The Relationship Between Sample Size and Margin of Error


Often in statistics we’re interested in estimating the value of some population parameter such as a population proportion or a population mean.

To estimate these values, we typically gather a simple random sample and calculate the sample proportion or the sample mean.

We then construct a confidence interval to capture our uncertainty around these estimates.

We use the following formula to calculate a confidence interval for a population proportion:

Confidence Interval = p  ±  z*√p(1-p) / n

where:

  • p: sample proportion
  • z: the chosen z-value
  • n: sample size

And we use the following formula to calculate a confidence interval for a population mean:

Confidence Interval = x̄  ± z*(s/√n)

where:

  • x̄: sample mean
  • z: the chosen z-value
  • s: sample standard deviation
  • n: sample size

In both formulas, there is an inverse relationship between the sample size and the margin of error.

The larger the sample size, the smaller the margin of error. Conversely, the smaller the sample size, the larger the margin of error.

Check out the following two examples to gain a better understanding of this.

Example 1: Sample Size and Margin of Error for a Population Proportion

We use the following formula to calculate a confidence interval for a population proportion:

Confidence Interval = p  ±  z*√p(1-p) / n

The portion in red is known as the margin of error:

Confidence Interval = p  ±  z*√p(1-p) / n

Notice that within the margin of error, we divide by n (the sample size).

Thus, when the sample size is large we divide by a large number, which makes the entire margin of error smaller. This leads to a narrower confidence interval.

For example, suppose we collect a simple random sample of data with the following information:

  • p: 0.6
  • n: 25

Here’s how to calculate a 95% confidence interval for the population proportion:

  • Confidence Interval = p  ±  z*√p(1-p) / n
  • Confidence Interval = .6 ±  1.96*√.6(1-.6) / 25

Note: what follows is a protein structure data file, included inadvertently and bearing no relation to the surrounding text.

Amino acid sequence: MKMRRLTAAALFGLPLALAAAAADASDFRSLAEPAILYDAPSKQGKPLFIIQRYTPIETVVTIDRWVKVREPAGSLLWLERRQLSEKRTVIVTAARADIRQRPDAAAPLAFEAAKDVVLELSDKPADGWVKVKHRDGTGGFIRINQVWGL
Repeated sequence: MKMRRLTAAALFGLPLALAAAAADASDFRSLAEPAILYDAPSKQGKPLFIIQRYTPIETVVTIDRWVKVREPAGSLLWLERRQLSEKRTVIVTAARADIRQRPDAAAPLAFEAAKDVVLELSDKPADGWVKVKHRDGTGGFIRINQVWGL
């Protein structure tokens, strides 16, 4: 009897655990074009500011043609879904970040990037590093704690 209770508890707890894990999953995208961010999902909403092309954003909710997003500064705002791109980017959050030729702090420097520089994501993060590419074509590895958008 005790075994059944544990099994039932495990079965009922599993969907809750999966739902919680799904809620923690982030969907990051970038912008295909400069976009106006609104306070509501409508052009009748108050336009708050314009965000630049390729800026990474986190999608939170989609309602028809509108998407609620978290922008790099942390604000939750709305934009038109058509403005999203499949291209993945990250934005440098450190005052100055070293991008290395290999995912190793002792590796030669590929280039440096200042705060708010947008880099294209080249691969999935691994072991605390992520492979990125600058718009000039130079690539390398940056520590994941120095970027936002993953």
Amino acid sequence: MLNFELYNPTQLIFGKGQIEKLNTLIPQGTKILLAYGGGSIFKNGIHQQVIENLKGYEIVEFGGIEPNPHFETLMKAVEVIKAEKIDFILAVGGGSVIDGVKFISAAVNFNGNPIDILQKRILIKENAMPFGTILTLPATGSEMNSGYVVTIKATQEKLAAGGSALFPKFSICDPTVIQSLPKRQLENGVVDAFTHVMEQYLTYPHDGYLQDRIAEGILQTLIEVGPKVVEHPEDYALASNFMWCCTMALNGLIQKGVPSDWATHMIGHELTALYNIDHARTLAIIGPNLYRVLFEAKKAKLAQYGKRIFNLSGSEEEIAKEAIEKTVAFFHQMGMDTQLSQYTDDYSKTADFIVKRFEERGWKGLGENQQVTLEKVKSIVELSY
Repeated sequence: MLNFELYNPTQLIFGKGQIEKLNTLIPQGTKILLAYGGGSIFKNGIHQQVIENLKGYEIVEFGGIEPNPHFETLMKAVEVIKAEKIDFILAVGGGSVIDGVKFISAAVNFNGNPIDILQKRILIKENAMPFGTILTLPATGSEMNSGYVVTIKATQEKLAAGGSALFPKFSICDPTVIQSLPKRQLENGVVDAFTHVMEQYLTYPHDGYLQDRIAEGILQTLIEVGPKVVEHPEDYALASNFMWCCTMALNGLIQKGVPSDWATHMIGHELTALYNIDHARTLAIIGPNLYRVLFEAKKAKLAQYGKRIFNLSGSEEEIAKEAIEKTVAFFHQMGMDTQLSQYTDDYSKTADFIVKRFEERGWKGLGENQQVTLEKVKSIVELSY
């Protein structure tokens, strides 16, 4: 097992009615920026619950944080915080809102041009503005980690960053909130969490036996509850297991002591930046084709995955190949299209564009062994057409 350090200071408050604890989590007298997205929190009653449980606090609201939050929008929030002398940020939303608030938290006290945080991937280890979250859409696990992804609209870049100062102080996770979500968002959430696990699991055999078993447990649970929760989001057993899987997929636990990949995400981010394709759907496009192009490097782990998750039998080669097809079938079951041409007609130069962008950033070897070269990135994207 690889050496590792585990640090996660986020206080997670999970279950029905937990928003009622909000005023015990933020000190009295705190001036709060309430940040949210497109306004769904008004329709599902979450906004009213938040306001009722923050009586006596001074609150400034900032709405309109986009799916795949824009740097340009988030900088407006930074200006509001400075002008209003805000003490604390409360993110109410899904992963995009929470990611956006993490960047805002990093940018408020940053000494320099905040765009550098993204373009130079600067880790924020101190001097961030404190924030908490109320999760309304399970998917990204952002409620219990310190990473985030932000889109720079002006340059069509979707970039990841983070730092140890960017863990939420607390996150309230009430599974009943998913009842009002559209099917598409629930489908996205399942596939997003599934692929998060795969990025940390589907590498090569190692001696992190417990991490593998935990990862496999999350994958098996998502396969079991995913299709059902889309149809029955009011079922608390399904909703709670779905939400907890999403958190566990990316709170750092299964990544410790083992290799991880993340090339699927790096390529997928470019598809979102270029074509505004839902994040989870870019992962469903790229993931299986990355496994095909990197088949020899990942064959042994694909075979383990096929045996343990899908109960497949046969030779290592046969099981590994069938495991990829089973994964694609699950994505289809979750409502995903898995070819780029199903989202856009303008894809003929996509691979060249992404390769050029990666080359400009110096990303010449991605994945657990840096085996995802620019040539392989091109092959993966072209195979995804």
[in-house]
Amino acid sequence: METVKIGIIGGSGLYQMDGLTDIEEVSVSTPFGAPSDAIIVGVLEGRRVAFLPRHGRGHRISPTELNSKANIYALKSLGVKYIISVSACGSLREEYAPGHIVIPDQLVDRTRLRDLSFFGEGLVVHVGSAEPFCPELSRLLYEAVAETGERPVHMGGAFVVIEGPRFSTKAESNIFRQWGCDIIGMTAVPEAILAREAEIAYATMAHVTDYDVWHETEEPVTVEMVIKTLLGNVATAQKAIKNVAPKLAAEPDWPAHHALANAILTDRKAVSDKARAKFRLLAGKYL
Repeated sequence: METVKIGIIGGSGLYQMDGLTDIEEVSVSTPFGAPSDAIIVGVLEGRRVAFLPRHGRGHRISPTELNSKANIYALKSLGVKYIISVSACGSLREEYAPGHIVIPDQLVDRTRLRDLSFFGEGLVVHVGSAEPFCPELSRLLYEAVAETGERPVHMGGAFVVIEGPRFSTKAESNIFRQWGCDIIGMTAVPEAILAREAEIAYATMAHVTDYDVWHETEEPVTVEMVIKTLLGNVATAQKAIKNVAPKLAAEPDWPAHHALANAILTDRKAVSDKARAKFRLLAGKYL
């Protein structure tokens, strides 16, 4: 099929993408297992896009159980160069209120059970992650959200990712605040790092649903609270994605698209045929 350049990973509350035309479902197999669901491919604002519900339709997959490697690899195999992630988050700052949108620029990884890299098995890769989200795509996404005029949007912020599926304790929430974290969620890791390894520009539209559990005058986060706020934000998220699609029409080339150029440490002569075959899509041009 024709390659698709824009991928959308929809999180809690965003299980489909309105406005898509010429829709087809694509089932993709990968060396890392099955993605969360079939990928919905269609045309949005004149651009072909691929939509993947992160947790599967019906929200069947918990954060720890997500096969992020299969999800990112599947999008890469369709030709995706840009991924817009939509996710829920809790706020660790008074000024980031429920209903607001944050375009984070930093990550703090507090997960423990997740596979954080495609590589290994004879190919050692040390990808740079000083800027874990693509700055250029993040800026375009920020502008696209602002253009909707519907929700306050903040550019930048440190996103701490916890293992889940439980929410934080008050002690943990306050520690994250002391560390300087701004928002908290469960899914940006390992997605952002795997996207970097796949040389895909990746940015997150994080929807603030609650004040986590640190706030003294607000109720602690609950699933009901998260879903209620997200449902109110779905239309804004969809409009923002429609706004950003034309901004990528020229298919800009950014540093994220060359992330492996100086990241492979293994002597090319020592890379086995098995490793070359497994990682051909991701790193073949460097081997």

• Confidence Interval = .6 ± 0.192
  • Confidence Interval = [.408, .792]

Now consider if we instead used a sample size of 200. Here’s how we would calculate the 95% confidence interval for the population proportion:

  • Confidence Interval = p  ±  z*√p(1-p) / n
  • Confidence Interval = .6 ±  1.96*√.6(1-.6) / 200
  • Confidence Interval = .6 ± 0.068
  • Confidence Interval = [.532, .668]

Notice that just by increasing the sample size we were able to reduce the margin of error and produce a much more narrow confidence interval.

Example 2: Sample Size and Margin of Error for a Population Mean

We use the following formula to calculate a confidence interval for a population mean:

Confidence Interval = x̄  ± z*(s/√n)

The portion in red is known as the margin of error:

Confidence Interval = x̄  ± z*(s/√n)

Notice that within the margin of error, we divide by n (the sample size).

Thus, when the sample size is large we divide by a large number, which makes the entire margin of error smaller. This leads to a narrower confidence interval.

For example, suppose we collect a simple random sample of data with the following information:

  • x̄: 15
  • s: 4
  • n: 25

Here’s how to calculate a 95% confidence interval for the population mean:

  • Confidence Interval = x̄  ± z*(s/√n)
  • Confidence Interval = 15 ±  1.96*(4/√25)
  • Confidence Interval = 15 ± 1.568
  • Confidence Interval = [13.432, 16.568]

Now consider if we instead used a sample size of 200. Here’s how we would calculate the 95% confidence interval for the population mean:

  • Confidence Interval = x̄  ± z*(s/√n)
  • Confidence Interval = 15 ±  1.96*(4/√200)
  • Confidence Interval = 15 ± 0.554
  • Confidence Interval = [14.446, 15.554]

Notice that just by increasing the sample size we were able to reduce the margin of error and produce a more narrow confidence interval.

Additional Resources

The following tutorials provide additional information about confidence intervals for a proportion:

The following tutorials provide additional information about confidence intervals for a mean:

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